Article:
July 12, 2022
Climate Town Talk
For ten years the Scottish Government persevered with the Climate Challenge Fund to support community-based climate action. £100m was ploughed into over 1000 projects but in the final analysis, although there were many great projects, very few of the benefits persisted beyond the end of the funding. A new and hopefully more embedded approach to supporting community climate action is now underway. With climate action towns, plans, festivals, regional hubs and networks all being simultaneously developed by different agencies, it’s vital that all these initiatives form part of an integrated whole. Some early lessons here from the climate action towns initiative.
The first year of our Climate Action Towns work has taught us a lot, including why it is often best to start a climate conversation by not talking about climate. Here is what we have learned so far.
The people and organisations we have connected with through the first year of our Climate Action Towns work across Scotland are eager to understand what the climate emergency means for them and their towns. But many are unsure what action to take, and where to start.
A perceived lack of visible climate change impacts in the towns has – understandably – limited people’s understanding of how serious the climate crisis is. The result is that physical adaptation and behaviour change are not happening at the scale and pace needed.
Below are five important lessons we have learned from the first year of the project, about how to take climate action with greater urgency and efficiency.
1. Start a climate conversation by not talking about climate
Begin climate conversations by asking ‘non-climate’ questions about changes in the local area. This approach allows local people to be place ‘experts’, and leads to better, more insightful discussions about local climate impacts than opening with the ‘climate’ word.
In Blackburn, incredibly rich and detailed observations about the changing local climate were initiated by unanticipated and spontaneous conversations. A passing joke about drowning worms led to a thoughtful discussion about collapsing eco-systems, the vulnerability of local, national and international food chains and the impacts of localised surface water flooding.
2. Maps, maps, maps
Making maps helps us all to shift theoretical climate issues into a tangible, meaningful resource. Throughout our work, maps have proved to be an incredibly valuable tool for starting a climate discussion with people of all ages, demographics and levels of climate literacy.
Our Carbon Conscious Places mapping exercise in Alness and Invergordon harvested a wealth of input from across both towns, using questions that were focussed enough to draw out relevant climate observations.
3. More tools are needed to help people see how climate change will actually affect their town
A lack of place-specific climate risk data is making it challenging for people to understand how climate change will affect their town. Whilst we have been able to use tools like SEPA’s flood risk mapping to clearly illustrate the risk posed by rising sea levels and surface water flooding, illustrating other risks like wildfires, crop failures or increasing vectors of disease is much more challenging because there is very limited place-scale data.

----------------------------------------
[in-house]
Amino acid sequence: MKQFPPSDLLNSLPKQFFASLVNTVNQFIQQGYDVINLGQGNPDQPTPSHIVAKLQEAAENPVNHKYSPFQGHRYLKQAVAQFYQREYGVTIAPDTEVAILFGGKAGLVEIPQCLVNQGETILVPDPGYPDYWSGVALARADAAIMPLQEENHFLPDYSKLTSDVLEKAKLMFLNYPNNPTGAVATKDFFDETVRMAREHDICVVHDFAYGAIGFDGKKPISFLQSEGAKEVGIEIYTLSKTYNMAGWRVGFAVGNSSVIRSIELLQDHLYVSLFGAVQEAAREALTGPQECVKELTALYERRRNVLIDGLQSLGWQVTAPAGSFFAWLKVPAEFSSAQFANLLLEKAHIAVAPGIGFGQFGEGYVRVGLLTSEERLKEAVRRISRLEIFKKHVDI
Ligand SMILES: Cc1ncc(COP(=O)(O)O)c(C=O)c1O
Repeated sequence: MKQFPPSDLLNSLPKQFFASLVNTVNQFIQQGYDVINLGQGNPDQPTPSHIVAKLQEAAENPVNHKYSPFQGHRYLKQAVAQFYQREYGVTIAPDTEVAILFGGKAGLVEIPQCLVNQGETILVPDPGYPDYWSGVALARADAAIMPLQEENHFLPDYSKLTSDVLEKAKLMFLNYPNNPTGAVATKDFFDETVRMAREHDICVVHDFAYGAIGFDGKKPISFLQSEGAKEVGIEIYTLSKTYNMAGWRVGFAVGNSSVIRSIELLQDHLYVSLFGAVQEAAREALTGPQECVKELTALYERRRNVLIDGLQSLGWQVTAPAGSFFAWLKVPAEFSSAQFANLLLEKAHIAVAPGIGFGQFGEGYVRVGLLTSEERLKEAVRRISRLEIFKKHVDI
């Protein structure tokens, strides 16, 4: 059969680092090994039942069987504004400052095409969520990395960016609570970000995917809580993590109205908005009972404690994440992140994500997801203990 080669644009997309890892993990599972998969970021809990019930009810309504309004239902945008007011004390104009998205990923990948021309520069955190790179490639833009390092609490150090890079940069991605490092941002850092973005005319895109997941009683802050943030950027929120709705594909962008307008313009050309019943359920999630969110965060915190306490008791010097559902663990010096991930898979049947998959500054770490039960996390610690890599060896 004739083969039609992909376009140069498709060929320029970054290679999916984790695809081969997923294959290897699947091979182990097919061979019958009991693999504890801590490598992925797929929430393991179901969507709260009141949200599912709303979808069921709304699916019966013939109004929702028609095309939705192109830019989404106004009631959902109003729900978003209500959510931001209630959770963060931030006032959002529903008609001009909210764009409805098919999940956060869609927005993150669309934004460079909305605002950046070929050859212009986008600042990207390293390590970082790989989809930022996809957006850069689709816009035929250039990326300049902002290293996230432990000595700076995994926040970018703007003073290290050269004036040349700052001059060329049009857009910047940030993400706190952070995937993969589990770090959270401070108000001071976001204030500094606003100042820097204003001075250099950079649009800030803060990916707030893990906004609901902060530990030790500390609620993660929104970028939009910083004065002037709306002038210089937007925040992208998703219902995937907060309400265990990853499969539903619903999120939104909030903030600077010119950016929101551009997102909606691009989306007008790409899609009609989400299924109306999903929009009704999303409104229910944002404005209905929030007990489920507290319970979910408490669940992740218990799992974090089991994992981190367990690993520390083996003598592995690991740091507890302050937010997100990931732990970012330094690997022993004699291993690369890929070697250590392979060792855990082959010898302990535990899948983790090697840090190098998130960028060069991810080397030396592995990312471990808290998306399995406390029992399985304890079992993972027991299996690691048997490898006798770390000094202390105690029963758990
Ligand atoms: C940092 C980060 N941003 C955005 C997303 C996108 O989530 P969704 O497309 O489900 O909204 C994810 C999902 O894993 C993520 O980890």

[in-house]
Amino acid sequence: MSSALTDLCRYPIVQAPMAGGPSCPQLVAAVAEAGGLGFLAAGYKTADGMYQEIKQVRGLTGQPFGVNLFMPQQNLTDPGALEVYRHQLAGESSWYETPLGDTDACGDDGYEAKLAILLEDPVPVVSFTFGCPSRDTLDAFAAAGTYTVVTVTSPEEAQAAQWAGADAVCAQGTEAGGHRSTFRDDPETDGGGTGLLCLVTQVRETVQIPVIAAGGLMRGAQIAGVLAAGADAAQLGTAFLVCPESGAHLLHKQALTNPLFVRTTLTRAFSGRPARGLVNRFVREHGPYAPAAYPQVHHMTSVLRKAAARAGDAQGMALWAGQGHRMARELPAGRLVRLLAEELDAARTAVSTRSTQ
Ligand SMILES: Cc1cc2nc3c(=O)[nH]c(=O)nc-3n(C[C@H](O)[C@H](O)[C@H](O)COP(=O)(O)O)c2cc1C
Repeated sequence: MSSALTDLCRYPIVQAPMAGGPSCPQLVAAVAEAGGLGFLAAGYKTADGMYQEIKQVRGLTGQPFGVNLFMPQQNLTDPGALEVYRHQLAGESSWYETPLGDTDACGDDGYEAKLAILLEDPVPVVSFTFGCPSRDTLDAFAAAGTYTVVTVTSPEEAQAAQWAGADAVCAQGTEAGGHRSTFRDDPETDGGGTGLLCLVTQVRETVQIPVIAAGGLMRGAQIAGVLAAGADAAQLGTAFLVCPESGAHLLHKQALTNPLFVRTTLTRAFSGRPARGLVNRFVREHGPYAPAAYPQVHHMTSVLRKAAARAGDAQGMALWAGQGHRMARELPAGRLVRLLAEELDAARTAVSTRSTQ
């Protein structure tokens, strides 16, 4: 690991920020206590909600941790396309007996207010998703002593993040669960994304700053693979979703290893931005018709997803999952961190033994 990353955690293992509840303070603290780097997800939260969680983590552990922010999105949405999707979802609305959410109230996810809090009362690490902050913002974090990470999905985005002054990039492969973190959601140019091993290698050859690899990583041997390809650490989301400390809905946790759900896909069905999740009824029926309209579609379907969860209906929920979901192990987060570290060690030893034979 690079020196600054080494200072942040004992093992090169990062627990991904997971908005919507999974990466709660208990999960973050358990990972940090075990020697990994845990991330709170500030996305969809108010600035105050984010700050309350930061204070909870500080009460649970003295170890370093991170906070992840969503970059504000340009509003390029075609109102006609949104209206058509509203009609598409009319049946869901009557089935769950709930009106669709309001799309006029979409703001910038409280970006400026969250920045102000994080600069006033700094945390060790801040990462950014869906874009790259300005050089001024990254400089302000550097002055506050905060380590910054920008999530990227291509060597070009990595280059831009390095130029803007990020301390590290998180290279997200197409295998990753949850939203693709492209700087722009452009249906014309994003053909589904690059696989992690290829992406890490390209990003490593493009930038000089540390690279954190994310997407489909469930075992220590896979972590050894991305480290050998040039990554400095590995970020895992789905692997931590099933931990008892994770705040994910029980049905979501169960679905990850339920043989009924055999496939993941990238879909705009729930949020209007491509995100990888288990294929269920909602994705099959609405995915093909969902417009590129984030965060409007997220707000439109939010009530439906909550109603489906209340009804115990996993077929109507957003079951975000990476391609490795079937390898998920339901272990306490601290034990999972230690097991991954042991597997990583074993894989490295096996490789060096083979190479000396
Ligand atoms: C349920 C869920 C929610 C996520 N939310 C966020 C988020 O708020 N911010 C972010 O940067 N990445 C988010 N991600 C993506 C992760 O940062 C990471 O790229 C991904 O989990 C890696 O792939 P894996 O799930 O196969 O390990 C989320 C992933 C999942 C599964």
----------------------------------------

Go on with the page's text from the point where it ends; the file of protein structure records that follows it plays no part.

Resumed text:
For communities to be able to develop localised adaptation and mitigation plans, they first need to have a clear picture of what climate risks they are actually facing in their area. At present the focus is too much at a national, rather than a local level. A suite of tools that clearly illustrate relevant local climate risks is urgently needed to help inform decision making.
4. A library of precedents showing successful climate action is needed to show people what is possible
Examples and case studies are a valuable tool for providing inspiring examples of how climate action can be undertaken at a local level. They can increase understanding of how the Place Principle and climate action and justice intersect. Learning from others that have already dismantled barriers and demonstrated success can help to inspire change in other places.
A catalogue of climate action precedents really helps to guide and inspire people towards action they can take in their own towns.
5. It is better to build on existing place-based work than start from scratch
There is value in taking time to understand local context and to identify where opportunities, gaps and overlaps exist. Tailoring a project’s scope to meet local needs, to deliver on the Place Principle and to add value to existing place-based work has used resources efficiently and increased buy-in to the Climate Action Towns work.
Which towns are involved in the Climate Actions Towns projects?
The five learnings above are a summary from our reflections on year one of the climate action towns project. The towns involved in the Climate Action Towns project are:
Highlands – Invergordon and Alness
West Lothian – Blackburn
Argyll & Bute – Campbeltown
North Ayrshire – Stevenston
North Lanarkshire – Holytown
Dumfries & Galloway – Annan